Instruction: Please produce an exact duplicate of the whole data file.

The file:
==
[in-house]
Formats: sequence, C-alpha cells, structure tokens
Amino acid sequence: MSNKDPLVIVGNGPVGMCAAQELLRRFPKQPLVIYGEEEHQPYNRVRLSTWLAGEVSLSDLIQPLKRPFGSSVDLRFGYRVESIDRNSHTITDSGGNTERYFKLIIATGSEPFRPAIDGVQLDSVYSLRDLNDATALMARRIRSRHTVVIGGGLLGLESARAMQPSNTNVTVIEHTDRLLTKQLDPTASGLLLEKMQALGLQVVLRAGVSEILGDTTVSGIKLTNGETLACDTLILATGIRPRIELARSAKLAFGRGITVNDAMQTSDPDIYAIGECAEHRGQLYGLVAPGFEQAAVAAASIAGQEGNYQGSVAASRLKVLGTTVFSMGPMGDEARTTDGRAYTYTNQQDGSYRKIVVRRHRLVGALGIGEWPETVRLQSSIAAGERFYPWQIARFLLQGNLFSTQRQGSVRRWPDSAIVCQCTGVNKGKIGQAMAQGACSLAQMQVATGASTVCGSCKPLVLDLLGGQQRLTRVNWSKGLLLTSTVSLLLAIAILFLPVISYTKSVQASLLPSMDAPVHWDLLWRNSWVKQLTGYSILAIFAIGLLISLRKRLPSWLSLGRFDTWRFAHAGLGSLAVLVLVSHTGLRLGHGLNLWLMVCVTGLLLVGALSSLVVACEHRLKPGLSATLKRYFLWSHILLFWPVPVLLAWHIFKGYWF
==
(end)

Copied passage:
[in-house]
Formats: sequence, C-alpha cells, structure tokens
Amino acid sequence: MSNKDPLVIVGNGPVGMCAAQELLRRFPKQPLVIYGEEEHQPYNRVRLSTWLAGEVSLSDLIQPLKRPFGSSVDLRFGYRVESIDRNSHTITDSGGNTERYFKLIIATGSEPFRPAIDGVQLDSVYSLRDLNDATALMARRIRSRHTVVIGGGLLGLESARAMQPSNTNVTVIEHTDRLLTKQLDPTASGLLLEKMQALGLQVVLRAGVSEILGDTTVSGIKLTNGETLACDTLILATGIRPRIELARSAKLAFGRGITVNDAMQTSDPDIYAIGECAEHRGQLYGLVAPGFEQAAVAAASIAGQEGNYQGSVAASRLKVLGTTVFSMGPMGDEARTTDGRAYTYTNQQDGSYRKIVVRRHRLVGALGIGEWPETVRLQSSIAAGERFYPWQIARFLLQGNLFSTQRQGSVRRWPDSAIVCQCTGVNKGKIGQAMAQGACSLAQMQVATGASTVCGSCKPLVLDLLGGQQRLTRVNWSKGLLLTSTVSLLLAIAILFLPVISYTKSVQASLLPSMDAPVHWDLLWRNSWVKQLTGYSILAIFAIGLLISLRKRLPSWLSLGRFDTWRFAHAGLGSLAVLVLVSHTGLRLGHGLNLWLMVCVTGLLLVGALSSLVVACEHRLKPGLSATLKRYFLWSHILLFWPVPVLLAWHIFKGYWF